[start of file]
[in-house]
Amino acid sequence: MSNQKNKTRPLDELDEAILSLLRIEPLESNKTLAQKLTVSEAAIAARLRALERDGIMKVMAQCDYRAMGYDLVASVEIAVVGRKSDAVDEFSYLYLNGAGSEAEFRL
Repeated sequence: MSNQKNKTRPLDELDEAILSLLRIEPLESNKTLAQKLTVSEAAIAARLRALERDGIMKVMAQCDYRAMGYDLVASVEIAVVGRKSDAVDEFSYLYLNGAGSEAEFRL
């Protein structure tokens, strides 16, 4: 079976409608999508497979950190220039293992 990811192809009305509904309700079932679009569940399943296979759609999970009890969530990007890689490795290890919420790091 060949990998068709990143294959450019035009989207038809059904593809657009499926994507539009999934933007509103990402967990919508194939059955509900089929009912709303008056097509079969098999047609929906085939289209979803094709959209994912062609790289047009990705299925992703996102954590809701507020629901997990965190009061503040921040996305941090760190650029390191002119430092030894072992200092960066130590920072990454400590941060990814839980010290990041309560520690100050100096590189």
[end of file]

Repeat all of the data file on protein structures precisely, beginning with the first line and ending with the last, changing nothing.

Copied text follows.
[in-house]
Amino acid sequence: MSNQKNKTRPLDELDEAILSLLRIEPLESNKTLAQKLTVSEAAIAARLRALERDGIMKVMAQCDYRAMGYDLVASVEIAVVGRKSDAVDEFSYLYLNGAGSEAEFRL
Repeated sequence: MSNQKNKTRPLDELDEAILSLLRIEPLESNKTLAQKLTVSEAAIAARLRALERDGIMKVMAQCDYRAMGYDLVASVEIAVVGRKSDAVDEFSYLYLNGAGSEAEFRL
């Protein structure tokens, strides 16, 4: 079976409608999508497979950190220039293992 990811192809009305509904309700079932679009569940399943296979759609999970009890969530990007890689490795290890919420790091 060949990998068709990143294959450019035009989207038809059904593809657009499926994507539009999934933007509103990402967990919508194939059955509900089929009912709303008056097509079969098999047609929906085939289209979803094709959209994912062609790289047009990705299925992703996102954590809701507020629901997990965190009061503040921040996305941090760190650029390191002119430092030894072992200092960066130590920072990454400590941060990814839980010290990041309560520690100050100096590189």